The Swiss government even banned 2-stroke motors. An electric motocross opens new possibilities. Riders can access trails without disturbing or polluting the environment.

The bike weighs 195 lbs (no dry and wet weights here!) and will quickly rip up to a governed 40 mph. The suspension is premium long-travel Sachs & Marzocchi. The bikes roll along on 18 inch trials tires which reduce the environmental impact and provide better grip. The 14kKW motor is powered by a 47 volt or 74 volt lithium-polymer battery pack that's good for 30 and up to 180 minutes of run time. The engine produces an output equivalent to about 20 hp which may sound un-inspiring but the torque numbers are fairly impressive coming in at 23 foot pounds which is available immediately. 23 ft lbs of torque puts it close to a Honda CRF250X. All Quantya motorcycles will come with a 2 year warranty.

Thirty minutues to an hour and a half is a pretty wide range in running time; that'll certainly be seen as a disadvantage by some. Here's hoping technology improves to boost that running time. Dario Trentini, CEO Quantya USA, has been quoted in a November 2007 PRWeb article saying "We are seeing many new exciting technologies emerging and we will continue to utilize only the latest such technologies to deliver the absolute best quality and efficiency to our customers." From these comments it would appear they're keen to improve as technology allows it.

Quantya SA has already achieved some level of success in Europe where riders can go to "Quantya Parks" and experience the excitment of these electric motorcycles on a rental basis. Quantya USA is the exclusive importer and distributor for the USA and Canada and are located in Syosset, NY. For more information visit the company website here.

Brammo

Another company with a really interesting take electric transportation is Brammo in what could be considered something like a typical standard style motorcycle.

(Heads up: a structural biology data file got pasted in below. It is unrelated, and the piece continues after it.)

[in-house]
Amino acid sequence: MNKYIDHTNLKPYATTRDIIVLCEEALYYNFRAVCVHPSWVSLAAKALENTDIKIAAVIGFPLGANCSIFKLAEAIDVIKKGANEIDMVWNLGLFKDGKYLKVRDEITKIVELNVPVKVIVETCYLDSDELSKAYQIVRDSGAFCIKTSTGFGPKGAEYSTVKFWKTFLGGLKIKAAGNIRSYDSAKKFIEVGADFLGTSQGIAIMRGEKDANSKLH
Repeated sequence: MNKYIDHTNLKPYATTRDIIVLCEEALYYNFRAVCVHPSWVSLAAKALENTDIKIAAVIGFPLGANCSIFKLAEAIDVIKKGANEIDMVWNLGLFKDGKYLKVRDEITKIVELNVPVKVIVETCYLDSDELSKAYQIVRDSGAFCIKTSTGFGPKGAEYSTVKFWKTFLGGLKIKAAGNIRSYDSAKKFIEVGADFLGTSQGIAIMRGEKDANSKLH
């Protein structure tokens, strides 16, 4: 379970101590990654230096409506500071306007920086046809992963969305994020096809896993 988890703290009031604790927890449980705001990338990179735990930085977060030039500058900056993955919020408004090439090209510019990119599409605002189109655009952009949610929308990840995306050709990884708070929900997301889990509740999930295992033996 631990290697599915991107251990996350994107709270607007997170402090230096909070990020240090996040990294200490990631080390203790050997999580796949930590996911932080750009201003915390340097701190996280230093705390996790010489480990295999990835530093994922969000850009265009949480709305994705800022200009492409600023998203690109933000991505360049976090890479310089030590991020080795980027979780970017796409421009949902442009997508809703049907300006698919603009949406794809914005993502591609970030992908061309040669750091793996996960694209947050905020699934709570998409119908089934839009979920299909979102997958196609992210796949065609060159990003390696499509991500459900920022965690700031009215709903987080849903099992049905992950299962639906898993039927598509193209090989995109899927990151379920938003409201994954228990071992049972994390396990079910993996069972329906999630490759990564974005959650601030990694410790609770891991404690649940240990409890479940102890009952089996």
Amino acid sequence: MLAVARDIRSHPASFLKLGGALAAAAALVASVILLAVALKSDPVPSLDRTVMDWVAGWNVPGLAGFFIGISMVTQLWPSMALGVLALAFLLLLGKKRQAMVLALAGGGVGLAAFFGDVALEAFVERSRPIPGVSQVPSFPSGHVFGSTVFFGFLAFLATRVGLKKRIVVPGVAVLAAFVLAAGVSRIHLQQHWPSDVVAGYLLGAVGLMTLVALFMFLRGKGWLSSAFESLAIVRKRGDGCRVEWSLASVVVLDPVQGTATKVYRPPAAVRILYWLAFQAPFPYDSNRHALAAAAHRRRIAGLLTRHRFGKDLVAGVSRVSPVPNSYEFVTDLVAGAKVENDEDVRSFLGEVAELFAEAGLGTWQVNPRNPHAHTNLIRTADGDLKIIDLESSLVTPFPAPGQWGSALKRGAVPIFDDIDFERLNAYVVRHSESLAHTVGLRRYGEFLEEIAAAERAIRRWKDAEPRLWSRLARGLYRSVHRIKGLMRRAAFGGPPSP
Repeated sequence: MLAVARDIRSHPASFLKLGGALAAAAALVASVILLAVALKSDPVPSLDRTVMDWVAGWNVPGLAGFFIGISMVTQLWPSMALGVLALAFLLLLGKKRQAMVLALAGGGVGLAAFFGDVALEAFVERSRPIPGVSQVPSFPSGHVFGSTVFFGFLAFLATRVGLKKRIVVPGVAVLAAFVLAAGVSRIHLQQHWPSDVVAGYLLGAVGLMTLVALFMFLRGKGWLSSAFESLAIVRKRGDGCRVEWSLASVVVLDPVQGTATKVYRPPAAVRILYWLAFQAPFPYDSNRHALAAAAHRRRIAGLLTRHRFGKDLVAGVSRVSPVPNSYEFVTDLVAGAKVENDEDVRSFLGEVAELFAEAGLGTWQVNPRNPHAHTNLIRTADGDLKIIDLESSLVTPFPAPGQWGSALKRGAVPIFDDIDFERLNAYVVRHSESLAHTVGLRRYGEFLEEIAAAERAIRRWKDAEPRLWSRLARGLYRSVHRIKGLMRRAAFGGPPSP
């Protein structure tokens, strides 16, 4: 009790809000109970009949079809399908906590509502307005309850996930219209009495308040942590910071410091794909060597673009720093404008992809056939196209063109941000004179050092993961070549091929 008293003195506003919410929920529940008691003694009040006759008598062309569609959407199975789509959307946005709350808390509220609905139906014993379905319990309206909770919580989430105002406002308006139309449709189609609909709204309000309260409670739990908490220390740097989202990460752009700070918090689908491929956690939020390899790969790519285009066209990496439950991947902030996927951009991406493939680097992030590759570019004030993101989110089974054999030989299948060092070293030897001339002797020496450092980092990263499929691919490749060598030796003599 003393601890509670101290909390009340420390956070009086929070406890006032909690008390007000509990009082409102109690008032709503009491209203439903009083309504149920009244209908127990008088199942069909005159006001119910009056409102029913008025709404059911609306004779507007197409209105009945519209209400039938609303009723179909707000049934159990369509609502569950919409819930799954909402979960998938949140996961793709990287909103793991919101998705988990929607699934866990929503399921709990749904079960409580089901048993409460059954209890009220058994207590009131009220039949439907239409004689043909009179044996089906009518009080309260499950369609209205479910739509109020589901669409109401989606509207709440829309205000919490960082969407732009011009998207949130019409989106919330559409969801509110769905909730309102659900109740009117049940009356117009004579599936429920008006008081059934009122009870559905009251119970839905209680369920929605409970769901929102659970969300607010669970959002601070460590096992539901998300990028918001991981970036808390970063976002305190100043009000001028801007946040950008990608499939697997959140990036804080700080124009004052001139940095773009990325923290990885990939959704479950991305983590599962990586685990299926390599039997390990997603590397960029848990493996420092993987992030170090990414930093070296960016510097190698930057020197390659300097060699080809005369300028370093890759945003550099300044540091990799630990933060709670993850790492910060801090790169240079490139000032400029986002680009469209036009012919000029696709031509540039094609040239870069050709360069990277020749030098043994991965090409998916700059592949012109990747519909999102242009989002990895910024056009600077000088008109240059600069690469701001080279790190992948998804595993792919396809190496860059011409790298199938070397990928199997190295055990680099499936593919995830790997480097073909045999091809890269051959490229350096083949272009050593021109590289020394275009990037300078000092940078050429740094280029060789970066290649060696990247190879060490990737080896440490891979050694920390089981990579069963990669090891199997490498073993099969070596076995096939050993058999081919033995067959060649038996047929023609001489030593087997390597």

Just so you know the pedigree of the crew at Brammo. These are the same group that bring the Ariel Atom 2 to the US. Never heard of it? Well it is a car, but not your everyday grocery getter. The Ariel Atom 2 is the US version of the Ariel Atom from England. Atom 2's are street legal, track-day sports cars produced by Brammo, Inc. of Ashland, Oregon, an official Ariel Atom licensee. This is a motorcycle magazine so we'll keep the description short. This thing is amazing! The Atom 2 comes with a an Eaton blown 300-horsepower Ecotec engine (Jay Leno even helped convince GM to let Brammo use the Ecotec engine). KTM makes something similar to it called the X-Bow.

Alright, enough about cars, but you needed to know that the people at Brammo like fast things that are cool! They've directed some of this desire towards green technology and a making a motorcycle that runs on electricity. Enter the Enertia!

The Enertia is nearly silent and has no clutch or gearbox. It is also very light at 280 lbs and narrow (12.5 inches between the knees). According to Brammo it's also practically maintenance-free. The frame is a carbon fiber monoqoque and does duty as both the motorcyle's chasis and its battery tray; this machine uses six of them. Machined 6061-T6 aluminum bits are bonded to the carbon fiber structure wherever the need for threaded hard-points (footpegs, swingarm, etc.) exists. This is a building technique common on the race track. The resulting frame is very stiff and weighs a mere 16 pounds.